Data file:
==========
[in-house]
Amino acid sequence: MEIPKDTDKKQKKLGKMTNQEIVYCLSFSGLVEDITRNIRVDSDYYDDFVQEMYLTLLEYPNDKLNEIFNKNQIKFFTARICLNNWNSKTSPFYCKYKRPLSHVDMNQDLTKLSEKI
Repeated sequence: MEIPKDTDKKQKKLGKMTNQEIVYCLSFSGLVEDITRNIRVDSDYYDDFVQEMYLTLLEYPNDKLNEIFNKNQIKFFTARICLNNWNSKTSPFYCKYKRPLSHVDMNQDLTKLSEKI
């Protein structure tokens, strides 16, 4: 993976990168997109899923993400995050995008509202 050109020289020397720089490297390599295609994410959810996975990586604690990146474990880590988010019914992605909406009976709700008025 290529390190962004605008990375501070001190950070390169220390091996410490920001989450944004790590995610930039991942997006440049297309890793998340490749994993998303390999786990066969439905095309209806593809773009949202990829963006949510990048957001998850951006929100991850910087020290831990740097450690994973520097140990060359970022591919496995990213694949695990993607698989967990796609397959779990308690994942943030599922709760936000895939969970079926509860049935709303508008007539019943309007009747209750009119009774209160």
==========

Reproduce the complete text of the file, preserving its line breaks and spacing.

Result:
[in-house]
Amino acid sequence: MEIPKDTDKKQKKLGKMTNQEIVYCLSFSGLVEDITRNIRVDSDYYDDFVQEMYLTLLEYPNDKLNEIFNKNQIKFFTARICLNNWNSKTSPFYCKYKRPLSHVDMNQDLTKLSEKI
Repeated sequence: MEIPKDTDKKQKKLGKMTNQEIVYCLSFSGLVEDITRNIRVDSDYYDDFVQEMYLTLLEYPNDKLNEIFNKNQIKFFTARICLNNWNSKTSPFYCKYKRPLSHVDMNQDLTKLSEKI
């Protein structure tokens, strides 16, 4: 993976990168997109899923993400995050995008509202 050109020289020397720089490297390599295609994410959810996975990586604690990146474990880590988010019914992605909406009976709700008025 290529390190962004605008990375501070001190950070390169220390091996410490920001989450944004790590995610930039991942997006440049297309890793998340490749994993998303390999786990066969439905095309209806593809773009949202990829963006949510990048957001998850951006929100991850910087020290831990740097450690994973520097140990060359970022591919496995990213694949695990993607698989967990796609397959779990308690994942943030599922709760936000895939969970079926509860049935709303508008007539019943309007009747209750009119009774209160």